Homeownership is one of the critical components of the American dream. In fact, 84% of Americans believe that owning a home is their topmost priority, and 39% plan to buy a property in the next five years. That said, the home buying process can be hectic, and it takes due diligence to get everything right and ask the right questions. As a potential homeowner, you should know what to look for in your new home so you can proceed smoothly from house hunting all through to filing paperwork.
To make your work even easier, we’ve rounded up the four most critical things you should add to your house viewing checklist. If you’re a first time homebuyer, don’t miss this list of tips to help you land your new home.
Check the Overall Condition of the House
When it comes to the condition of the house, there’s a lot to keep in mind. Just to make sure you aren’t overlooking the finer details, be keen to note down what you expect of your ideal home and list them down – from the kitchen, bathroom, basement, all through to the backyard.
For instance, the bathroom and kitchen are some of the most expensive areas to renovate, and you want to make sure you’re considerate of that before making up your mind. Similarly, be on the lookout for issues that might hurt your comfort or that don’t meet your expectations. Overly large windows or high ceiling rooms could be fun for some people and a deal-breaker for others. The flooring, roof type, backyard design, etc., all matters since, to some extent, they will define the quality of your life, i.e., if at all you decide to settle for that particular property.
Room Size & Interior Design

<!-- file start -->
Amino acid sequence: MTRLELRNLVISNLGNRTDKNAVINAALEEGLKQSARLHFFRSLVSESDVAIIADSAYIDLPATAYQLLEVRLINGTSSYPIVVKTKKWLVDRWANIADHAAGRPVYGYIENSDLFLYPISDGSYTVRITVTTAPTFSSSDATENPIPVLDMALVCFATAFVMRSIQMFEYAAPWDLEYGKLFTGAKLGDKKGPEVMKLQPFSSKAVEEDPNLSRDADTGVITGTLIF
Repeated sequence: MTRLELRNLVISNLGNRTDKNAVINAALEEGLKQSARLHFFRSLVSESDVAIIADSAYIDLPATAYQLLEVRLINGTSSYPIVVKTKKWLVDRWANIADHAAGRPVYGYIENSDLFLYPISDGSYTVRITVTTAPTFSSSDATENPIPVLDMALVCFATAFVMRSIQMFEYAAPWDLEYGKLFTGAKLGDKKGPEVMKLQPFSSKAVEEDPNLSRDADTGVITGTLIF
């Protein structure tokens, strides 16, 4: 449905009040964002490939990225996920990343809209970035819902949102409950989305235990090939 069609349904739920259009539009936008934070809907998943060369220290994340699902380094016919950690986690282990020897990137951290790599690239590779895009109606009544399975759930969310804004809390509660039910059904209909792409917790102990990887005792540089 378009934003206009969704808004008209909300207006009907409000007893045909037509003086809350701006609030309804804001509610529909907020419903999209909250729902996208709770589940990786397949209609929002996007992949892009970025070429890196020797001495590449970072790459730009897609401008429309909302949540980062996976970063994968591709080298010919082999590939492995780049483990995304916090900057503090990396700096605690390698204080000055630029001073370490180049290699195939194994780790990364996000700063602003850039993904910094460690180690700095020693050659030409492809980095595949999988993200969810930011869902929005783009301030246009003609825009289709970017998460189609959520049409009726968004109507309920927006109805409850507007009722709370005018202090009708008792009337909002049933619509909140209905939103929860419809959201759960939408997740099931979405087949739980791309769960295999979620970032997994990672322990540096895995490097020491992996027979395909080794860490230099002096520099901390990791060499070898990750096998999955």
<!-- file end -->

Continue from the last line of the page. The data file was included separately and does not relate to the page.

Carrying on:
More often, people will focus more on the exterior of the property, such that once they proceed to the interior, they have somehow made up their minds. You may like the backyard, neighborhood, people living around, the serenity of the place, and everything on the outside, but moving inside, many things may be off your checklist. Failing to prioritize things like the room size, the interior design, etc., is a huge mistake as this could compromise your good judgment. A rule of thumb is to be specific about the ideal size of each room – from the kitchen, bathroom, to the bedroom. You should also consider if the interior design is perfect for you and whether renovating it later is an option.
If you have to switch on the lights during the day while you are inside the house, it’s a clear sign that the structure isn’t positioned to take advantage of the warm sun and cooling breezes. To be on the safer side, check where the house faces with the help of a compass direction.
Since the sun rises from the east, east-facing houses will often receive the most morning sun. The best entry for most homes is north-east, north-west, and east. However, in the northern hemisphere, windows facing south get the most sunlight since the sun shines from the south. Depending on where the house is located, you should be keen to make sure there’s enough natural lighting getting into the house.
You do not need to know how much the previous owner spent on shopping and weekend house parties, but you should be interested in knowing the utility and tax bills. Day-to-day expenses such as water, gas, and electricity will take a huge portion of your financials in the long run. Having a rough estimate of how much you will spend every month will help inform your buying decision.
When it comes to house viewing, there’s a lot more to it than meets the eye. Most home buyers will often take pictures during house viewing without actually taking part in the process. Prepare for a property viewing with a list of questions and interact with the real estate agent or the seller to understand important details that will influence your buying decision.
Another important consideration is to ask if the buildings in the area have any planning restrictions and whether the property you are about to buy is a listed or protected structure. Further details about the property, such as the plumbing, electrical, structural integrity, etc., will be best handled by qualified inspection personnel, and you don’t have to stress yourself about that. The above four factors aren’t the only things you should look out for, but they provide a good starting point for creating your personal property checklist to help you find the right home.